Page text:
Tim Lee, recently retired principal of Parkland, returned to give the commencement address. In the nearly nine years Lee spent at Parkland, he said he watched the school grow with the successes of its students.

“(Parkland) was once labeled a low-performing, high need, turnaround high school,” Lee said. “Now it’s considered a high-flying school. It’s an amazing testament to what can be accomplished.”

Students, family and friends celebrated those achievements Saturday afternoon at the Lawrence Joel Veterans Memorial Coliseum Annex in boisterous fashion.

“There’s a lot of wild people,” said graduate Michael Dupre, affectionately. “They’re loud, but they’ve got very good personalities.”

Coming from a military family, Dupre said that Parkland was his third high school in four years. He came to Parkland for his senior year and said the school’s welcoming attitude enabled him to make fast friends.

Featuring the International Baccalaureate program, Parkland is Winston-Salem/Forsyth County’s magnet school for internationalism and the arts, allowing it to attract students from around the county. That’s what makes the school special, said graduate Sidney Fadel, who along with classmate Sophie Rupp, was co-valedictorian.

“I wanted to be at a school where everyone came from different backgrounds,” Fadel said.

The makeup of the school allows students to learn, both in and out of the classroom, the kinds of lessons they’ll take with them whether they’re looking for work after graduation – like Robert Patterson – or going to school like Kelvin Jackson.

“You get all these people from different backgrounds to come together,” Jackson said. “It allows us to share our experiences, to become more open-minded.”

Melissa Hall

Mount Tabor High School

Mount Tabor graduate Beau Lewis has had more than her share of struggles, but that only makes the victory of graduating that much sweeter, she said.

In the past four years, Lewis has attended four different high schools, navigated her parents’ divorce and had to overcome her apartment burning down.

But despite it all, Lewis has remained positive, and her struggles have made her even more determined to make a difference in the world. She said she hopes to pursue a career as an expert witness to ensure that justice is served for the less fortunate.

“After all I’ve been through, I’ve learned to count your blessings and never give up,” Lewis, 17, said. “I’ve had a lot of challenges, but I kept going. It means the world to me to finally be here.”

About 390 students received diplomas.

Rosanna Stewart, a Mount Tabor graduate, was equally excited about graduating.

To her, graduation was the celebration of all she had overcome and the growth she had experienced as an individual.

“High school changed me from someone who cared about getting A’s to someone who cared about actually learning,” she said. “Getting exposed to all the new people helped me overcome my shyness. There’s no doubt about it, high school changed me.”

Stewart found her niche on the Mount Tabor varsity softball team, which she played on all four years. She said her high school experience has taught her a lot about herself and about life.

“I’ve learned to make the most out of everything and to live in the moment,” Stewart, 18, said. “High school went by so fast, I can’t believe it’s over.”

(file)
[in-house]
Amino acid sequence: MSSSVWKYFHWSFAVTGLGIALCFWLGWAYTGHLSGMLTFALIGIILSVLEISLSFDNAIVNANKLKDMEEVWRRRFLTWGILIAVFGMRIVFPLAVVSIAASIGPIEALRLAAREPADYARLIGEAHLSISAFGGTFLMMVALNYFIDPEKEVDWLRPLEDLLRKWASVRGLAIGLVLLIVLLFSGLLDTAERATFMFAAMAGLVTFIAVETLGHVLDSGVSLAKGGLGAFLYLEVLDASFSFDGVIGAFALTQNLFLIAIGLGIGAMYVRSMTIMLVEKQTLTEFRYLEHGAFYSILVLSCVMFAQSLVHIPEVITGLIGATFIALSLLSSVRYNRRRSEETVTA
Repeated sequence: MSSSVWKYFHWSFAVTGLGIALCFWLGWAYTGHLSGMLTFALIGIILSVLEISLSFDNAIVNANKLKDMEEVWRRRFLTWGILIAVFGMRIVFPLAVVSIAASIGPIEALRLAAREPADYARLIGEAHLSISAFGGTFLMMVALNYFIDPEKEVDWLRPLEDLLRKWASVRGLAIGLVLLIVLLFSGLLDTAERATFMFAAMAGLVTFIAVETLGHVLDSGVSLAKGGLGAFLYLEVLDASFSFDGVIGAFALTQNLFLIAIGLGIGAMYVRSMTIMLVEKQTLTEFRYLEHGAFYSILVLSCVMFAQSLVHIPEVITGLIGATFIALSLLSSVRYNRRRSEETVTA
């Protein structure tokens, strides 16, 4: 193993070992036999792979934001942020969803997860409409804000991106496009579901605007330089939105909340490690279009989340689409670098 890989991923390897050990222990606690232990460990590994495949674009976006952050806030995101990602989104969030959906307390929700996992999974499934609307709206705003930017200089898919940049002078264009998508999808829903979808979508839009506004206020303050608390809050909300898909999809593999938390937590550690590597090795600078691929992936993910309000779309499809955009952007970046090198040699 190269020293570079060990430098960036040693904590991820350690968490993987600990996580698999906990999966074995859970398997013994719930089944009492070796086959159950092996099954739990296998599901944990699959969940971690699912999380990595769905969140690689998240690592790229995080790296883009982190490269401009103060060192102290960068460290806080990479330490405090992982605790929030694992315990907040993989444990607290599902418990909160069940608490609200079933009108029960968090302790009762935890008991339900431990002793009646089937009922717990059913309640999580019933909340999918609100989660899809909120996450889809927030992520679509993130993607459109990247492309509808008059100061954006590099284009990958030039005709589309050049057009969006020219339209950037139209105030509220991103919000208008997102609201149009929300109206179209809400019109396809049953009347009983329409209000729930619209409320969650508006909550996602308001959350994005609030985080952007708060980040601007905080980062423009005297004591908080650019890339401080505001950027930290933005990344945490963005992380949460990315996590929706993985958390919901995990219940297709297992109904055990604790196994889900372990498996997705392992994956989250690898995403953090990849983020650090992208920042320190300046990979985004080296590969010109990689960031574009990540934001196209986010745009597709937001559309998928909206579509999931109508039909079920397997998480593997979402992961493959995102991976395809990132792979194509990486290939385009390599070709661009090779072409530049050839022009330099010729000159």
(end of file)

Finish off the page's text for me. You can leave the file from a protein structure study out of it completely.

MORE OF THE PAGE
Jenny Drabble

North Forsyth High School

Willie Mack, a graduate at North Forsyth, didn’t think graduation would ever come, but after all the ups and downs, it had finally arrived.

“High school was fun, emotional, challenging and everything in between,” Mack, 18, said. “It’s electrifying to be here today, knowing that I did it.”

Mack spent his last four years juggling a demanding schedule: school all day, part-time job to help pay the bills, AP homework, maybe a few hours of sleep and repeat.

“The hardest thing was just not giving up when things got rough,” he said. “It was stressful, but I worked hard and it paid off.”

About 350 students received diplomas.

North Forsyth graduate Abigail Cortez is well accustomed to the rigors of high school life.

Between AP classes and receiving her nursing certification while in high school, she had her fair share of late nights.

“There’s been a lot of tears, but a lot of fun too,” Cortez, 20, said. “I loved every moment of high school, and I wouldn’t trade it for anything.”

For Cortez, the hardest part about high school was the college application process, she said.

As an undocumented citizen, she knew that financial aid wasn’t an option and she was unable to apply for a lot of scholarships, so that limited her choices.

But through hard work and perseverance, Cortez was able to accomplish a full-ride to Wake Forest University, which she will attend in the fall. She will study health and exercise science and would like to become a physician’s assistant.

“I always dreamed of going to Wake Forest, but I never thought I’d get there because it’s so expensive,” she said. “I’ve realized that if you really fight hard for your dreams, they will come true.”

Jenny Drabble

Reagan High School

Jocelyn Culbreath, a Reagan graduate, knows the importance of fighting for your dreams.

She will become the first person in her family to go to college.

Culbreath will attend Campbell University in Buies Creek on an athletic scholarship for track and field. She plans to major in biology.

“My parents always drilled into my head the importance of an education,” she said Saturday. “I’ve been waiting for this day since I walked into Reagan 1,460 days ago–yes I counted–so it’s a blessing to be here.”

Although her journey to graduation was long, she said it was well worth it–a sentiment Reagan graduate Thorne Krieglmann shared.

Throughout his senior year, his graduation status remained uncertain at best and he had to retake a few classes in order to be eligible for graduation. Through hard work, Krieglmann was able to get his grades up, but in the end, his graduating came down to one final exam.

“Luckily, I studied hard and I passed, but it was shaky,” Krieglmann, 18, said. “My advice is to work hard and do your best because it’s worth it in the end.”

About 415 students received diplomas.

As the last of 11 Winston-Salem Forsyth County School graduations on Saturday, Reagan student speaker Kaitlin Ehler-Volpe was able to sum up the celebrations with a bit of advice to her fellow graduates.

“No matter what obstacles we face in life, you are the only person who can choose to be happy,” she said. “This is the first day of the rest of our lives, go out and live.”